A few weeks ago a handful of Gastronomy students traveled to exotic East Lansing, Michigan to participate and present in the annual food and agriculture conference co-hosted by ASFS (Association for the Study of Food and Society) and AFHVS (Agriculture, Food & Human Values Society). The 4 day academic conference was held on the Michigan State University campus in the eco-friendly Kellogg Conference Center next to the babbling Red Cedar River and the heart of downtown (we lucked out with a two-night Jazz Fest and some mighty fine local eateries).The conference program was full of informative seminars, foodways focused panels, and several interactive round-tables; it was difficult for us to pick one over the other! After the day was over, graduate student attendees could mingle with other visiting students, catch up with other academics and professors, or tour the MSU campus and its many agriculture and food-related attractions, including an extensive botanical garden, several nature preserves, and an on-campus dairy store with homemade ice cream. While there, we also learned that MSU was the very first land-grant institution in the United States and was created to serve as a model for future agricultural-science based universities. Essentially, it was a perfect place to host a food conference.

Lettuce Seeds from the Conference Program/image via KC Hysmith
Lettuce Seeds from the Conference Program/image via KC Hysmith
Every Gastronomy student (and Professor) who attended the conference came back to Boston with new perspectives, promising connections, and nifty ideas for next year. Here’s a bit of what they had to say about their experiences:

“This was my first time presenting at a conference and I was very nervous, but everyone was incredibly supportive and encouraging. Meeting other students and professors from other programs was an awesome opportunity to share ideas, not just for academic enrichment, but for improving our social experience as well. This is definitely a great first conference for those who are new to the food studies world.” — Vicki Yu, presented a lightning talk on “Caught in the Middle: Taiwanese-American cultural identity formed in the comfort of food”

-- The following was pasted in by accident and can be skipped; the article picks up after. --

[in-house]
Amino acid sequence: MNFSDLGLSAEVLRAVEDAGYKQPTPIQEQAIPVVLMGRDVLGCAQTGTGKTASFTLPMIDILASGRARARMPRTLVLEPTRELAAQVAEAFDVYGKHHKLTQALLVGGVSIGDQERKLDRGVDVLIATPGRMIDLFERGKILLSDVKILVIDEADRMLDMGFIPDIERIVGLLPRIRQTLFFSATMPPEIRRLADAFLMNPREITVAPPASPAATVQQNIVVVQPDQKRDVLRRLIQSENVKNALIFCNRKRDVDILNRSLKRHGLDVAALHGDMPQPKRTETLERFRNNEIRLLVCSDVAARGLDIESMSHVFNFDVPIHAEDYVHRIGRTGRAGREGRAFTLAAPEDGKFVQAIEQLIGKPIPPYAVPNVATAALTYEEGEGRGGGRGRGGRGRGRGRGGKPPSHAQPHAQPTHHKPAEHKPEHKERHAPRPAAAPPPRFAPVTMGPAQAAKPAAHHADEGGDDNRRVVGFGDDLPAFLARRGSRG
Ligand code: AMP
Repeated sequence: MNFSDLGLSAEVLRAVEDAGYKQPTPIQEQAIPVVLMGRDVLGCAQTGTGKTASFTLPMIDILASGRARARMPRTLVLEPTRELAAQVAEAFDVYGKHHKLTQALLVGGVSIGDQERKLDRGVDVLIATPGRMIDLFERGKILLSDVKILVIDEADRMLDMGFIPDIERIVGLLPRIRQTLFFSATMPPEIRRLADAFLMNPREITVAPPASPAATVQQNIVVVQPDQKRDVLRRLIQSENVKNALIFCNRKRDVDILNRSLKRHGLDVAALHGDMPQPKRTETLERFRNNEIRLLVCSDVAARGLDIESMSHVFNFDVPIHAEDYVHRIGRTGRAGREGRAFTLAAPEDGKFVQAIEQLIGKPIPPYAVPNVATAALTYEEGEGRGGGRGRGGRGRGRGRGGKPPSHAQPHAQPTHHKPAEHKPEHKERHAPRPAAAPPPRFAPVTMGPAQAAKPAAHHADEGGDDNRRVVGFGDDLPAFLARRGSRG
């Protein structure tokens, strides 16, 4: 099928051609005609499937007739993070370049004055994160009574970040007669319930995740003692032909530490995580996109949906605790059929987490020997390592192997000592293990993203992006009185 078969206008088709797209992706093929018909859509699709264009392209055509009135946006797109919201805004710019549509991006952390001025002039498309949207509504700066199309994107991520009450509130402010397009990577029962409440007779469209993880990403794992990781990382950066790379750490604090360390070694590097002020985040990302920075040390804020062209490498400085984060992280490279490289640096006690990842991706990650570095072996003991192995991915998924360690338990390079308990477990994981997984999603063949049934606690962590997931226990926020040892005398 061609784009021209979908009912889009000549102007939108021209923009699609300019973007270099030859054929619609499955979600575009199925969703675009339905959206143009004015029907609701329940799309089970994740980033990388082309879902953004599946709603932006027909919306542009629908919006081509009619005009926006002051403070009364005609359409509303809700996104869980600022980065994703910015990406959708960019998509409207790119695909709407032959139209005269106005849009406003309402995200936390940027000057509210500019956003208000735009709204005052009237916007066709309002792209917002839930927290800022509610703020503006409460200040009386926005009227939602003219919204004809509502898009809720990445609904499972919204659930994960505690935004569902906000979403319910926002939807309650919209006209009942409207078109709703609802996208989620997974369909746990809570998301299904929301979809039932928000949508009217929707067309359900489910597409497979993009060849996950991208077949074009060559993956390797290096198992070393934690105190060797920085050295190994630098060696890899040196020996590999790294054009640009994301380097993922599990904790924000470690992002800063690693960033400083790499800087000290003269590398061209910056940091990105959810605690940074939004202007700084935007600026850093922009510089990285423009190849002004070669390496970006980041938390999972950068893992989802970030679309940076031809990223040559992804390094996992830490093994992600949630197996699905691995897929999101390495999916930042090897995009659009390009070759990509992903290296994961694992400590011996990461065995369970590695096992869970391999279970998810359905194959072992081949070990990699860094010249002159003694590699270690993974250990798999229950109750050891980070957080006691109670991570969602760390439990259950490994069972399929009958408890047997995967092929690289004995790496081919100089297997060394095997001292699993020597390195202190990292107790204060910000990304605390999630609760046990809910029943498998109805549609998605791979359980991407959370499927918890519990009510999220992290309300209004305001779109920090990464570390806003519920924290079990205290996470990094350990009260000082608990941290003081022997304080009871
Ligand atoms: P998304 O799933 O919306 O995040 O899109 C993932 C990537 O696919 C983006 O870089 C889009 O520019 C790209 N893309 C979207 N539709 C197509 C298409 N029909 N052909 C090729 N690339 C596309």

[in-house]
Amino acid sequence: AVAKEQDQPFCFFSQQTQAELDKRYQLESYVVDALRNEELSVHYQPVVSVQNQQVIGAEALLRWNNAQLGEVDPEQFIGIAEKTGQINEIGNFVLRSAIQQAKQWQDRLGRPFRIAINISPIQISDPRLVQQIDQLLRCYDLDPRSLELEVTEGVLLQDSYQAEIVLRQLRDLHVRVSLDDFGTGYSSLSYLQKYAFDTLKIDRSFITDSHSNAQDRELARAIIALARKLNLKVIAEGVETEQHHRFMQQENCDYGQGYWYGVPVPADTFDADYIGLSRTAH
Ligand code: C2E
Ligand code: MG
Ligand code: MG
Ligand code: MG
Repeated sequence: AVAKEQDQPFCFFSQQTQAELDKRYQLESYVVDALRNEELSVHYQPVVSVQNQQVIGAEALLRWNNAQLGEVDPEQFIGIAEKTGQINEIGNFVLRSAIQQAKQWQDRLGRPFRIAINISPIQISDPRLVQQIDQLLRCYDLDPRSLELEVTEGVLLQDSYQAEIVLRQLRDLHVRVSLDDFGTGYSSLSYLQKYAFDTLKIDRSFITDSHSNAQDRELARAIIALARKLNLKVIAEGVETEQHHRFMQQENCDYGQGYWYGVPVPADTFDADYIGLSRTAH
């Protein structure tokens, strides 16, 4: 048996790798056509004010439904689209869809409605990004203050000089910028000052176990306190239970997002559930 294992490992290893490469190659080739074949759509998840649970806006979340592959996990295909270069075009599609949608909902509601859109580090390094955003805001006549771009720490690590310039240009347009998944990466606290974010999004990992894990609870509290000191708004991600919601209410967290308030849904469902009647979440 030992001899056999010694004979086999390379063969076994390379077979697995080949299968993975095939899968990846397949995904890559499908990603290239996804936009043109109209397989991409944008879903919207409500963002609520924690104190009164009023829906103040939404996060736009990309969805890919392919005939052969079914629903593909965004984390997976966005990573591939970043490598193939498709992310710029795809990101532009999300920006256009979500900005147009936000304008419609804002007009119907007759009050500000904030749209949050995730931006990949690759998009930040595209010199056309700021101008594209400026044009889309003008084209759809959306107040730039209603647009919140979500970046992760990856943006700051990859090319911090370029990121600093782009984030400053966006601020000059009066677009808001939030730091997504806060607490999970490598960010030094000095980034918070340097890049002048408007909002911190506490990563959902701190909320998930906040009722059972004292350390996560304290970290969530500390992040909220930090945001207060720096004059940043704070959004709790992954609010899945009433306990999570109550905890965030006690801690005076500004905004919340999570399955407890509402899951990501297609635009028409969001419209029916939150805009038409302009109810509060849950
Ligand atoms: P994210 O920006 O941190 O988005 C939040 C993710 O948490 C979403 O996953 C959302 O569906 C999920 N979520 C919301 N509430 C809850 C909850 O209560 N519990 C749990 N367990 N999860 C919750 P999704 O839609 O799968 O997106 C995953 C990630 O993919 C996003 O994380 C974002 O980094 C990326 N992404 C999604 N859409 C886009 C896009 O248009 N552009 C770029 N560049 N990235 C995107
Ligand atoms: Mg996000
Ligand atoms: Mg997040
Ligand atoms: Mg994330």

“I attended ASFS for the first time last summer in New York City when it was co-hosted by NYU and The New School. With one year’s experience under my belt, it was exciting to not only continue meeting the folks that make up our delightful world of food and whose work I follow, but also to see some faces that have grown familiar. At this year’s conference, I particularly enjoyed the lightning talk sessions. While the thought of condensing one’s research into a 5-minute talk made me relieved I was on a panel with a leisurely 20 minutes to share my MLA thesis on men and dieting, these sessions allowed me as a viewer to economically consume a veritable buffet of ideas, findings, and questions. Getting to attend the conference with so many BU Gastronomy classmates also made me so very proud of our program. From the craft food movement to food and ethnic identity, food in Jane Austen’s novels to the importance of food literacy, we presented on a wide range of topics with passion and aplomb.” — Emily Contois, participated in a panel with a presentation on “The Dudification of Dieting: Marketing Weight Loss Programs to Men in the Twenty-First Century”

“The conference was incredible. T’was a joy relaxing with fellow BU Gastro-peeps. It was great presenting our work on Culinary Craftsmanship and truly heartening to witness such a warm response. We also met a great many fellow food scholars who had suggestions for our continuing roadtrip documentary. As for East Lansing, it’s hard to argue with $2.50 pints of craft beer.” — Chris Maggiolo, participated in a panel with a presentation on “United We Brew: Culinary Craftsmanship and the American Craft Beer Renaissance”

MSU Dairy and ice cream offerings/image via KC Hysmith